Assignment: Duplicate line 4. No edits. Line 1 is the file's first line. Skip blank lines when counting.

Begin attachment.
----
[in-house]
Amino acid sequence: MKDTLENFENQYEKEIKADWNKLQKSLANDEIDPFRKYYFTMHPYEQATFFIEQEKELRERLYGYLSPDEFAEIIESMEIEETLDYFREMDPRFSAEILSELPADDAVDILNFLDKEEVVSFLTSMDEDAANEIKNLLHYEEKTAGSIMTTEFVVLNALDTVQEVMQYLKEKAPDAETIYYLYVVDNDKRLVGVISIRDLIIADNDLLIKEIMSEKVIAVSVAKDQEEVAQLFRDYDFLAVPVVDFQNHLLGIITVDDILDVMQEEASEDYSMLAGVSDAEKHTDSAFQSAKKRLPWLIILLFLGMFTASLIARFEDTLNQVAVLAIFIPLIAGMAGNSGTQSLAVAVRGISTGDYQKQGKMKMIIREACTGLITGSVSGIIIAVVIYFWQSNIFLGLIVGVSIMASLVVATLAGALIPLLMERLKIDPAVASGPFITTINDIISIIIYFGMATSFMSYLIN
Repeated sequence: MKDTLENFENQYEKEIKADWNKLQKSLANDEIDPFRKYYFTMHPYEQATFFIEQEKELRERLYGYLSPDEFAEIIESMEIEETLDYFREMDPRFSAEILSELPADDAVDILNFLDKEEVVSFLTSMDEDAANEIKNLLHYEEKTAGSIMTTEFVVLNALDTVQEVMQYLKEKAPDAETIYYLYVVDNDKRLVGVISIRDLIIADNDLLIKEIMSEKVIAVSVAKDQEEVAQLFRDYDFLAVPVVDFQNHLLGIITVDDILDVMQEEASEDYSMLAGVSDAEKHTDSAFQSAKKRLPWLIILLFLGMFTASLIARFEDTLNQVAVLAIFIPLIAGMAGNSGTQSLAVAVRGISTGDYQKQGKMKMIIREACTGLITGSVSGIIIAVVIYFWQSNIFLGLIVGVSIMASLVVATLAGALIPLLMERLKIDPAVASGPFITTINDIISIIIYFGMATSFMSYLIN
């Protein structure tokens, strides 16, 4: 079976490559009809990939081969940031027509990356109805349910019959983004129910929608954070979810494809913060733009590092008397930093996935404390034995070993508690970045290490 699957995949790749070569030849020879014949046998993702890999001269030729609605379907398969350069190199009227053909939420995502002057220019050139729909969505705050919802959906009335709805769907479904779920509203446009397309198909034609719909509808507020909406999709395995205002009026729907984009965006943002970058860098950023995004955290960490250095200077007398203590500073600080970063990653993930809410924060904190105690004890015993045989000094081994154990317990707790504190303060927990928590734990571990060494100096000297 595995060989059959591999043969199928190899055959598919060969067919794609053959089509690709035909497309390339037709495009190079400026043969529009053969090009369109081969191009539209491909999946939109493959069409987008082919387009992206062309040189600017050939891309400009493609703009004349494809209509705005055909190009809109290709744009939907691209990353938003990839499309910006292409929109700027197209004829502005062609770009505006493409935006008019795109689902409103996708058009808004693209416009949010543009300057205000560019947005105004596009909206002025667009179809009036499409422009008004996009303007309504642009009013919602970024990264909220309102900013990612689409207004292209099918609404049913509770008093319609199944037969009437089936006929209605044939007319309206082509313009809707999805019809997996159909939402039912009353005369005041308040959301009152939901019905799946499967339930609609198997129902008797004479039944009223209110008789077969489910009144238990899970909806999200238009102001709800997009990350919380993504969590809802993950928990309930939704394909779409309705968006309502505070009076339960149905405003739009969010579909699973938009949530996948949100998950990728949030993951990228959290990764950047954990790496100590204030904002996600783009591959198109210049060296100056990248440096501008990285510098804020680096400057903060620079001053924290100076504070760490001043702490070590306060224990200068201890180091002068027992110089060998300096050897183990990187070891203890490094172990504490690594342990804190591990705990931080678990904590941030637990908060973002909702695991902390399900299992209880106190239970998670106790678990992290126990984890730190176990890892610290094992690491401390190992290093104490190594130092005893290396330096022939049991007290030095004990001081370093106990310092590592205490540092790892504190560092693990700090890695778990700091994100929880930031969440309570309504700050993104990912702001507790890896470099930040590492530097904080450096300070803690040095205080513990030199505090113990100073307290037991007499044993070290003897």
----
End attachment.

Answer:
């Protein structure tokens, strides 16, 4: 079976490559009809990939081969940031027509990356109805349910019959983004129910929608954070979810494809913060733009590092008397930093996935404390034995070993508690970045290490 699957995949790749070569030849020879014949046998993702890999001269030729609605379907398969350069190199009227053909939420995502002057220019050139729909969505705050919802959906009335709805769907479904779920509203446009397309198909034609719909509808507020909406999709395995205002009026729907984009965006943002970058860098950023995004955290960490250095200077007398203590500073600080970063990653993930809410924060904190105690004890015993045989000094081994154990317990707790504190303060927990928590734990571990060494100096000297 595995060989059959591999043969199928190899055959598919060969067919794609053959089509690709035909497309390339037709495009190079400026043969529009053969090009369109081969191009539209491909999946939109493959069409987008082919387009992206062309040189600017050939891309400009493609703009004349494809209509705005055909190009809109290709744009939907691209990353938003990839499309910006292409929109700027197209004829502005062609770009505006493409935006008019795109689902409103996708058009808004693209416009949010543009300057205000560019947005105004596009909206002025667009179809009036499409422009008004996009303007309504642009009013919602970024990264909220309102900013990612689409207004292209099918609404049913509770008093319609199944037969009437089936006929209605044939007319309206082509313009809707999805019809997996159909939402039912009353005369005041308040959301009152939901019905799946499967339930609609198997129902008797004479039944009223209110008789077969489910009144238990899970909806999200238009102001709800997009990350919380993504969590809802993950928990309930939704394909779409309705968006309502505070009076339960149905405003739009969010579909699973938009949530996948949100998950990728949030993951990228959290990764950047954990790496100590204030904002996600783009591959198109210049060296100056990248440096501008990285510098804020680096400057903060620079001053924290100076504070760490001043702490070590306060224990200068201890180091002068027992110089060998300096050897183990990187070891203890490094172990504490690594342990804190591990705990931080678990904590941030637990908060973002909702695991902390399900299992209880106190239970998670106790678990992290126990984890730190176990890892610290094992690491401390190992290093104490190594130092005893290396330096022939049991007290030095004990001081370093106990310092590592205490540092790892504190560092693990700090890695778990700091994100929880930031969440309570309504700050993104990912702001507790890896470099930040590492530097904080450096300070803690040095205080513990030199505090113990100073307290037991007499044993070290003897």